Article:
Skip to content
Quitline is a government-funded service operated by Cancer Council SA, with the sole goal of providing the support, strategies and information to empower individuals to quit smoking.

Quitline counsellors adopt a personalised approach to quitting, as everyone’s quitting journey is likely to differ. By speaking one-on-one with a trained counsellor, you’ll be able to talk through your past attempts, known triggers, and discuss possible ways to quit, as well as receiving progress calls along the way.

Whether you’re thinking of quitting, or you’re ready to give up smoking today, you can reach out to Quitline 13 7848 or Quitline webchat to discuss your next steps.



Trained Quitline counsellors are available either over the phone on 13 7848, or via the Quitline webchat function.

Refer a patient to Quitline

Within the time constraints of a busy practice, it can be helpful to provide smoking cessation support by referring patients to Quitline.

Refer a client to Quitline

More information for health professionals


Quitline is a confidential telephone service. Smoking cessation counsellors, who understand the challenges of quitting, can support your client at all stages of their quitting journey. They are friendly and non-judgemental, and can assist your client to become a non-smoker.

Quitline will also provide you with feedback about your clients contact with Quitline.

Call 13 7848 or visit Quitline for more information.

Information and written resources

Quitline have a number of resources available to health professionals in South Australia. Click here to order resources and information pamphlets.

The benefits of quitting smoking are well established.

All types of health professionals can play an important role in offering smokers information about quitting, motivating smokers to quit, as well as assessing their dependence on nicotine and providing assistance to quit.

Brief interventions for smoking cessation involve opportunistic advice, encouragement and referral.

Support your clients by:

  • asking about their smoking and assessing their interest in quitting.
  • providing advice to stop smoking.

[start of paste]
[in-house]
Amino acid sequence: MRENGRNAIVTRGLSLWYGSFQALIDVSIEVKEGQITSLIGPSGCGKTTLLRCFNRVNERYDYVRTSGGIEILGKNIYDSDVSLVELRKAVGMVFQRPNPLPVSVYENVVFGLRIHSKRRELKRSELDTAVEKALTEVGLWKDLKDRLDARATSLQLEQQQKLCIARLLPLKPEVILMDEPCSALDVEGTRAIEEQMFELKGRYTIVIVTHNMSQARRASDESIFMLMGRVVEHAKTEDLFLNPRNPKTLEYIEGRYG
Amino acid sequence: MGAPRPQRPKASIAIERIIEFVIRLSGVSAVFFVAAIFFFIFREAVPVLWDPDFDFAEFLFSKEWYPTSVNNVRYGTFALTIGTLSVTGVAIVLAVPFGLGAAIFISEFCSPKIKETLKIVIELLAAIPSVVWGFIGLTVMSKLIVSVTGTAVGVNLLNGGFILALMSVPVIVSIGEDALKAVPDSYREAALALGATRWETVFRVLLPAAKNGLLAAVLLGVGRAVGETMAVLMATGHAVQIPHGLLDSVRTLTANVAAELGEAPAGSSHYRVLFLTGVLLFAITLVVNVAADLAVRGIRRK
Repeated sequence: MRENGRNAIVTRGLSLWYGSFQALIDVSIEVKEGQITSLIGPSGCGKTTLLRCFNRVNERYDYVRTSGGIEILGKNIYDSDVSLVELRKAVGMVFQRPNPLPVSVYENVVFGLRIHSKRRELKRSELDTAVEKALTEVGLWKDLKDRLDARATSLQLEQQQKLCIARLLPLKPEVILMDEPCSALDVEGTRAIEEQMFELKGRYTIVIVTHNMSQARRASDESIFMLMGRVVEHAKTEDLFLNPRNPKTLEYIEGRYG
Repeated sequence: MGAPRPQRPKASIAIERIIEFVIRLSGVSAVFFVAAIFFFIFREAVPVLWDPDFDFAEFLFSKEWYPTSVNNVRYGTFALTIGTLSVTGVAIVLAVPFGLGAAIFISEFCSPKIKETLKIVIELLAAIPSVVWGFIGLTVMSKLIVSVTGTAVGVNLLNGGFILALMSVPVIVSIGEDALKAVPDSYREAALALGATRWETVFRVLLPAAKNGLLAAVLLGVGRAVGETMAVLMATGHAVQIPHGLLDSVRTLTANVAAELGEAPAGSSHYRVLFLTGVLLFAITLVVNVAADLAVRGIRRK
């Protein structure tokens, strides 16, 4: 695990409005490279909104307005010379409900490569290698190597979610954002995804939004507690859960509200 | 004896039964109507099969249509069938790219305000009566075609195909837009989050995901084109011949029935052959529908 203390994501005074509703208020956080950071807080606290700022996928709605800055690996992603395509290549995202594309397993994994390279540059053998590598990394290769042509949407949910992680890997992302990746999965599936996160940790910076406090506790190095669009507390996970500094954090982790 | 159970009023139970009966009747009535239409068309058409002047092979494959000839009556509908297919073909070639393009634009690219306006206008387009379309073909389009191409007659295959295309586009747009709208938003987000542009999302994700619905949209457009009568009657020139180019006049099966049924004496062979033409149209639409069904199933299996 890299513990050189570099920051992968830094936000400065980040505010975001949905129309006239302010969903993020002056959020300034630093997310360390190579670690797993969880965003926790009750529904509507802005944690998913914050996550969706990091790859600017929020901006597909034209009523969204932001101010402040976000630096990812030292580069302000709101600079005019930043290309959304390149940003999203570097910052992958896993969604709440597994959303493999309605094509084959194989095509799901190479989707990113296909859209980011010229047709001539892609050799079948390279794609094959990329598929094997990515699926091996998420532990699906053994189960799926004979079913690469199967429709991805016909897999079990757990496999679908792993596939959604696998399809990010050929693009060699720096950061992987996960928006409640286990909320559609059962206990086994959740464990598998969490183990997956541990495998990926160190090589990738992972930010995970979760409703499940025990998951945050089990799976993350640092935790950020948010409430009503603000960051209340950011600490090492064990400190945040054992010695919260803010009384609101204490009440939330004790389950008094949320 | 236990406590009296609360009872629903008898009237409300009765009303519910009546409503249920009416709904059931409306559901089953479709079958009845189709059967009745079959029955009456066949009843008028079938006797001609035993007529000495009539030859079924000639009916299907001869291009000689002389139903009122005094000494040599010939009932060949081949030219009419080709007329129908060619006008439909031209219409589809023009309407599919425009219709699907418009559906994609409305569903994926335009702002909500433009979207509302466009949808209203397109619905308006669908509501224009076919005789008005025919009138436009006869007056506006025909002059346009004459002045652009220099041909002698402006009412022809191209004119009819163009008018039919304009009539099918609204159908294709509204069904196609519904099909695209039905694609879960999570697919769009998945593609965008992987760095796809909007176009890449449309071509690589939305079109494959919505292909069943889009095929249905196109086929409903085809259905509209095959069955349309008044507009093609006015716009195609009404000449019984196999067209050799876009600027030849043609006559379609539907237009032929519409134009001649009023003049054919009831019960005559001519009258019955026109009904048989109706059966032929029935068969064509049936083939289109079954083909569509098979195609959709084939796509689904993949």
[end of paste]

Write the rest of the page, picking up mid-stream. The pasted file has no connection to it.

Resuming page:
• offering support of nicotine replacement therapy or medications if appropriate (medical staff only).
  • offering counselling and/or providing a referral to Quitline.
  • referring to other services or health professionals.
  • actively encourage and support their patients/clients in their quitting journey.

Research shows that encouragement and brief advice from health professionals is appreciated and will often lead to action. Advice based help and pharmacotherapy can both increase the rate of success of quit attempts, and when they are used the benefits are cumulative.

Tobacco smoking is responsible for the deaths of about 15 500 Australians each year and smoking related disease contributes as a comorbidity to many others.

Smoking remains a social justice issue with vulnerable groups, such as Indigenous Australians and people with a mental illness, bearing a disproportionate share of the burden of disease. There is also growing evidence that smoking reinforces and intensifies disadvantage.

Smoke-free services and settings encourage and support quitting and help prevent the uptake of smoking by de-normalising smoking. The addition of accessible information and resources to assist interested people to quit smoking can really make a supportive service environment.

“It’s not my role, I can’t make a difference”
Health professionals do have an important role in smoking cessation and can make a difference, even with minimal effort.

“Patients don’t want to hear about it, I don’t want to put them off”
Patients do want to hear about it and research shows they expect smoking along with other issues related to their illness, will be discussed and assistance provided to quit.

Lack of time and incentives
Time can be a barrier, however once addressing smoking is integrated into routine health care with systems to support, it will take less time. The incentive to make time is that all patients deserve the opportunity to quit and your support is important. Quitting smoking is one of the most powerful ways to improve health.

Lack of resources: patient education, referral services
Resources are available through Quitline – Order here.

Quitline works closely with health workers to make referring to this very effective support service easy.  Click here for more information about how Quitline can support your patient to quit.

Quit smoking resources